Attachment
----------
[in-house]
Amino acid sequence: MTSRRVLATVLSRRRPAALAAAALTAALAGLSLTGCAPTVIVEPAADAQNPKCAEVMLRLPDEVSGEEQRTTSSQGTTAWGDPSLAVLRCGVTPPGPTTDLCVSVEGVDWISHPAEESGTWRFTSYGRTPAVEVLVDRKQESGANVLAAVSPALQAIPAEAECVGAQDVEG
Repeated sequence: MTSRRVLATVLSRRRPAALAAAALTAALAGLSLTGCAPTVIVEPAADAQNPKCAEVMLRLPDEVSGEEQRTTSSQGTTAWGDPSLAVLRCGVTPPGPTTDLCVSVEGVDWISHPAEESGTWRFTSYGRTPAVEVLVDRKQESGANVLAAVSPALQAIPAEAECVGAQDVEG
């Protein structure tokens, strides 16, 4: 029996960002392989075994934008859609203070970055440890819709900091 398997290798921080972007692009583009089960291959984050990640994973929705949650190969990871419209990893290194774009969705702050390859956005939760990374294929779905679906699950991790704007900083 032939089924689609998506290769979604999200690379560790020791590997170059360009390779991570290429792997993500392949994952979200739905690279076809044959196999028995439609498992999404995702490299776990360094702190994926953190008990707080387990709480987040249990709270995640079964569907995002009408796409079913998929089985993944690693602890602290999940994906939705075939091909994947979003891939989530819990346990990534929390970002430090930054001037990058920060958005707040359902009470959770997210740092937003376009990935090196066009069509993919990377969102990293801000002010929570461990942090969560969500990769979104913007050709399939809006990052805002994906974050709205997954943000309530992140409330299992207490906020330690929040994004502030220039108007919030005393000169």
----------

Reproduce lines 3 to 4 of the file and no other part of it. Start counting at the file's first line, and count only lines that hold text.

Repeated sequence: MTSRRVLATVLSRRRPAALAAAALTAALAGLSLTGCAPTVIVEPAADAQNPKCAEVMLRLPDEVSGEEQRTTSSQGTTAWGDPSLAVLRCGVTPPGPTTDLCVSVEGVDWISHPAEESGTWRFTSYGRTPAVEVLVDRKQESGANVLAAVSPALQAIPAEAECVGAQDVEG
């Protein structure tokens, strides 16, 4: 029996960002392989075994934008859609203070970055440890819709900091 398997290798921080972007692009583009089960291959984050990640994973929705949650190969990871419209990893290194774009969705702050390859956005939760990374294929779905679906699950991790704007900083 032939089924689609998506290769979604999200690379560790020791590997170059360009390779991570290429792997993500392949994952979200739905690279076809044959196999028995439609498992999404995702490299776990360094702190994926953190008990707080387990709480987040249990709270995640079964569907995002009408796409079913998929089985993944690693602890602290999940994906939705075939091909994947979003891939989530819990346990990534929390970002430090930054001037990058920060958005707040359902009470959770997210740092937003376009990935090196066009069509993919990377969102990293801000002010929570461990942090969560969500990769979104913007050709399939809006990052805002994906974050709205997954943000309530992140409330299992207490906020330690929040994004502030220039108007919030005393000169």